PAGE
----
Schizophrenia is a mental disorder characterized by abnormal social behavior and failure to understand what is real.

Schizophrenia is a mental disorder characterized by abnormal social behavior and failure to understand what is real.[2] Common symptoms include false beliefs, unclear or confused thinking, hearing voices that others do not hear, reduced social engagement and emotional expression, and a lack of motivation.[2][3] People with schizophrenia often have additional mental health problems such as anxiety, depressive, or substance-use disorders.[11] Symptoms typically come on gradually, begin in young adulthood, and last a long time.[3][5]
The causes of schizophrenia include environmental and genetic factors.[4] Possible environmental factors include being raised in a city, cannabis use during adolescence, certain infections, parental age and poor nutrition during pregnancy.[4][12] Genetic factors include a variety of common and rare genetic variants.[13] Diagnosis is based on observed behavior, the person’s reported experiences and reports of others familiar with the person.[5] During diagnosis a person’s culture must also be taken into account.[5] As of 2013 there is no objective test.[5] Schizophrenia does not imply a “split personality” or “dissociative identity disorder” – conditions with which it is often confused in public perception.[14]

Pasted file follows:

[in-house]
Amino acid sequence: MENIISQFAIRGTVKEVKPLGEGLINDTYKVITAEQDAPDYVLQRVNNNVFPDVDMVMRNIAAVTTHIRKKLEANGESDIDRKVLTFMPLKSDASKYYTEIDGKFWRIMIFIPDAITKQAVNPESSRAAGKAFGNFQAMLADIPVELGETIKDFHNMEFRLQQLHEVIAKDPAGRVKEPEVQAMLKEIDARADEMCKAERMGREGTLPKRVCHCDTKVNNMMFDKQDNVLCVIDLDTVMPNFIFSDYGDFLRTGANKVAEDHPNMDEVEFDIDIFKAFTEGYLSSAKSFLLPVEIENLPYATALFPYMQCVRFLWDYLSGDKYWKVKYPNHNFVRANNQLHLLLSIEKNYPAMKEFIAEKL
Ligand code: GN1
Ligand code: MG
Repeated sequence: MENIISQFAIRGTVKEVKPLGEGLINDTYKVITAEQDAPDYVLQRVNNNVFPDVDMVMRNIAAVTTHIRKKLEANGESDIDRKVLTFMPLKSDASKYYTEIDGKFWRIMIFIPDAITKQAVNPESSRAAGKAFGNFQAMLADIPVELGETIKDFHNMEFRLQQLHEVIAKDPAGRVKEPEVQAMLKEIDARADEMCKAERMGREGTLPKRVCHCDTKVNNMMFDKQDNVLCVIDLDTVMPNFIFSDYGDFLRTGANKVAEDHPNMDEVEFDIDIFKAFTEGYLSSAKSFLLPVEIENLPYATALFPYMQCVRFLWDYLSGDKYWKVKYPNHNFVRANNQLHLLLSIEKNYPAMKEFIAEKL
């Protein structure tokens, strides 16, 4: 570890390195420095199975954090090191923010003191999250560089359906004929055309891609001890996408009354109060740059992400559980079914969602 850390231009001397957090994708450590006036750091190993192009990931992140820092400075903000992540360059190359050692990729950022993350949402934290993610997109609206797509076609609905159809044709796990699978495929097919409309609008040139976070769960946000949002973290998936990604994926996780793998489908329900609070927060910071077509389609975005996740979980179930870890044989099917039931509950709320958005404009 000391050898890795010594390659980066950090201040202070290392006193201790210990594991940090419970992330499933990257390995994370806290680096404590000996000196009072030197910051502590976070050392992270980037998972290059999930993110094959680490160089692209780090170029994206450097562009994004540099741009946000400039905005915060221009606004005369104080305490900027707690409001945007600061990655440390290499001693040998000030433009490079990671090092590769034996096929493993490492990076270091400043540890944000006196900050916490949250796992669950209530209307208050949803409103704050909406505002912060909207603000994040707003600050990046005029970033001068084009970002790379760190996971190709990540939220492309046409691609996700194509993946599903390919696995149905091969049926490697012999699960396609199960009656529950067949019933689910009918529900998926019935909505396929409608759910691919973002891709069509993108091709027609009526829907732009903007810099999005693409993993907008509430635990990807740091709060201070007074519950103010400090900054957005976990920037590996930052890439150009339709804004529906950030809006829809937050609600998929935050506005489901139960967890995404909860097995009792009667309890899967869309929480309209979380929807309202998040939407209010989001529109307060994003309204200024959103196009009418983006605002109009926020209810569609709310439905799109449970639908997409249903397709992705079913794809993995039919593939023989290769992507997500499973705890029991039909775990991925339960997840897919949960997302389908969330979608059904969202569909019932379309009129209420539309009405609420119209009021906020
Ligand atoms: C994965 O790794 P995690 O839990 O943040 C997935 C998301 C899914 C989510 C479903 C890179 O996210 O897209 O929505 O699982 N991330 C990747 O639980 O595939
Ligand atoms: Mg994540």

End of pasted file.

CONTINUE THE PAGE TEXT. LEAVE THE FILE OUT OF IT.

The mainstay of treatment is antipsychotic medication, along with counselling, job training and social rehabilitation.[2][4] It is unclear whether typical or atypical antipsychotics are better.[15] In those who do not improve with other antipsychotics clozapine may be tried.[4] In more serious situations where there is risk to self or others involuntary hospitalization may be necessary, although hospital stays are now shorter and less frequent than they once were.[16]
About 0.3–0.7% of people are affected by schizophrenia during their lifetimes.[9] In 2013 there were an estimated 23.6 million cases globally.[17] Males are more often affected, and on average experience more severe symptoms.[2] About 20% of people do well and a few recover completely.[5] Social problems, such as long-term unemployment, poverty and homelessness are common.[5][18] The average life expectancy of people with the disorder is ten to twenty-five years less than for the general population.[7] This is the result of increased physical health problems and a higher suicide rate (about 5%).[9][19] In 2015 an estimated 17,000 people worldwide died from behavior related to, or caused by, schizophrenia.[10]

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